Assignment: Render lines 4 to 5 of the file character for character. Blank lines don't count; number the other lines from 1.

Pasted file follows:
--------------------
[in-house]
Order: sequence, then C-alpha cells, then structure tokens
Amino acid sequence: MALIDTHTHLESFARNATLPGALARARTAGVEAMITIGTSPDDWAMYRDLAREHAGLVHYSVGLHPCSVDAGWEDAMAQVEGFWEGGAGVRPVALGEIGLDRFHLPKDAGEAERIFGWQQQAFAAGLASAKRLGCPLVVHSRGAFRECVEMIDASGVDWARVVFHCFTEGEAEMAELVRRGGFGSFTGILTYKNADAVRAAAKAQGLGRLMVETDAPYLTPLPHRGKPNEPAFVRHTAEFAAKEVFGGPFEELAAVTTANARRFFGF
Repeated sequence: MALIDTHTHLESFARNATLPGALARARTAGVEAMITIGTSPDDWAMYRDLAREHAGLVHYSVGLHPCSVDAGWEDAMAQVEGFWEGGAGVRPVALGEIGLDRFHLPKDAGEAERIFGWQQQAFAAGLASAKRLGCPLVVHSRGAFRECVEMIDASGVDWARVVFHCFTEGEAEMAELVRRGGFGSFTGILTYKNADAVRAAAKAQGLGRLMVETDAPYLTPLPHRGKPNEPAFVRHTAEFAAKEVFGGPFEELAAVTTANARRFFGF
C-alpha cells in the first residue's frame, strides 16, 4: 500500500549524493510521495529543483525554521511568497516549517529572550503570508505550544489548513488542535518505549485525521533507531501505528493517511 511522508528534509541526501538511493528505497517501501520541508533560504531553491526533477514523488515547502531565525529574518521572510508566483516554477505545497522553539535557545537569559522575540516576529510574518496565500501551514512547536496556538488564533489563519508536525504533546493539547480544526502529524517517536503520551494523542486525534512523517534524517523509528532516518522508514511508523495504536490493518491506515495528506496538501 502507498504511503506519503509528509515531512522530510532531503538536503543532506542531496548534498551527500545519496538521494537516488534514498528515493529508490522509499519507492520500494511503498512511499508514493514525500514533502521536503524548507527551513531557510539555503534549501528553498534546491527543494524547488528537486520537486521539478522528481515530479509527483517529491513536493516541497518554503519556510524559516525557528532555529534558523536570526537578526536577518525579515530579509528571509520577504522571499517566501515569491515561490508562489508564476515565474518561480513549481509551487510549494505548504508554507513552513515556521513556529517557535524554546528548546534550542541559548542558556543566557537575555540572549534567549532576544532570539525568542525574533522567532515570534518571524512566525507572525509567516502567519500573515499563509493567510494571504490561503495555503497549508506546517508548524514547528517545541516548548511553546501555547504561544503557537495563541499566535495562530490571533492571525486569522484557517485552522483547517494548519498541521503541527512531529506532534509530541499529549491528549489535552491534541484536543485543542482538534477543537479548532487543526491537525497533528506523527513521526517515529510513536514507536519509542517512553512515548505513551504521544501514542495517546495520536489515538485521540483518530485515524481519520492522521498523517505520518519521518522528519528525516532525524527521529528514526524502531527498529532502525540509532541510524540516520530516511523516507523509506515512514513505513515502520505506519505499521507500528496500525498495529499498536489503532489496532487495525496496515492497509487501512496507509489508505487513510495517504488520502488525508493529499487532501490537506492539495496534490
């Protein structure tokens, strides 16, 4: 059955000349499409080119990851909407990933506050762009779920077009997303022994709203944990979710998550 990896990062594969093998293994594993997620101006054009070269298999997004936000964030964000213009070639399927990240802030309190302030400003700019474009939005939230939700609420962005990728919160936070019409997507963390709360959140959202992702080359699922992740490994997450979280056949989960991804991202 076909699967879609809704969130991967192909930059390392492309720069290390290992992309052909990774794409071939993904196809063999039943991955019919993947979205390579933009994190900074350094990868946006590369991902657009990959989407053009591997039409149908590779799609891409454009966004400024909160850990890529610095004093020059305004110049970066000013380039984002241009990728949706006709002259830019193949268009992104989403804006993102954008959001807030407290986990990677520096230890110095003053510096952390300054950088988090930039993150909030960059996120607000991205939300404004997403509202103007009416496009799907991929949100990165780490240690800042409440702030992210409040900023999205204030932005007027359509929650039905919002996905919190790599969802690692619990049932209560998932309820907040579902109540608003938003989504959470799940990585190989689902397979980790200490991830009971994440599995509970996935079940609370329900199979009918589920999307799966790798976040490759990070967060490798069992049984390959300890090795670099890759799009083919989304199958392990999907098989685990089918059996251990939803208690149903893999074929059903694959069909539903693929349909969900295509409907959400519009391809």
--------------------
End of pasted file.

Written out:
Repeated sequence: MALIDTHTHLESFARNATLPGALARARTAGVEAMITIGTSPDDWAMYRDLAREHAGLVHYSVGLHPCSVDAGWEDAMAQVEGFWEGGAGVRPVALGEIGLDRFHLPKDAGEAERIFGWQQQAFAAGLASAKRLGCPLVVHSRGAFRECVEMIDASGVDWARVVFHCFTEGEAEMAELVRRGGFGSFTGILTYKNADAVRAAAKAQGLGRLMVETDAPYLTPLPHRGKPNEPAFVRHTAEFAAKEVFGGPFEELAAVTTANARRFFGF
C-alpha cells in the first residue's frame, strides 16, 4: 500500500549524493510521495529543483525554521511568497516549517529572550503570508505550544489548513488542535518505549485525521533507531501505528493517511 511522508528534509541526501538511493528505497517501501520541508533560504531553491526533477514523488515547502531565525529574518521572510508566483516554477505545497522553539535557545537569559522575540516576529510574518496565500501551514512547536496556538488564533489563519508536525504533546493539547480544526502529524517517536503520551494523542486525534512523517534524517523509528532516518522508514511508523495504536490493518491506515495528506496538501 502507498504511503506519503509528509515531512522530510532531503538536503543532506542531496548534498551527500545519496538521494537516488534514498528515493529508490522509499519507492520500494511503498512511499508514493514525500514533502521536503524548507527551513531557510539555503534549501528553498534546491527543494524547488528537486520537486521539478522528481515530479509527483517529491513536493516541497518554503519556510524559516525557528532555529534558523536570526537578526536577518525579515530579509528571509520577504522571499517566501515569491515561490508562489508564476515565474518561480513549481509551487510549494505548504508554507513552513515556521513556529517557535524554546528548546534550542541559548542558556543566557537575555540572549534567549532576544532570539525568542525574533522567532515570534518571524512566525507572525509567516502567519500573515499563509493567510494571504490561503495555503497549508506546517508548524514547528517545541516548548511553546501555547504561544503557537495563541499566535495562530490571533492571525486569522484557517485552522483547517494548519498541521503541527512531529506532534509530541499529549491528549489535552491534541484536543485543542482538534477543537479548532487543526491537525497533528506523527513521526517515529510513536514507536519509542517512553512515548505513551504521544501514542495517546495520536489515538485521540483518530485515524481519520492522521498523517505520518519521518522528519528525516532525524527521529528514526524502531527498529532502525540509532541510524540516520530516511523516507523509506515512514513505513515502520505506519505499521507500528496500525498495529499498536489503532489496532487495525496496515492497509487501512496507509489508505487513510495517504488520502488525508493529499487532501490537506492539495496534490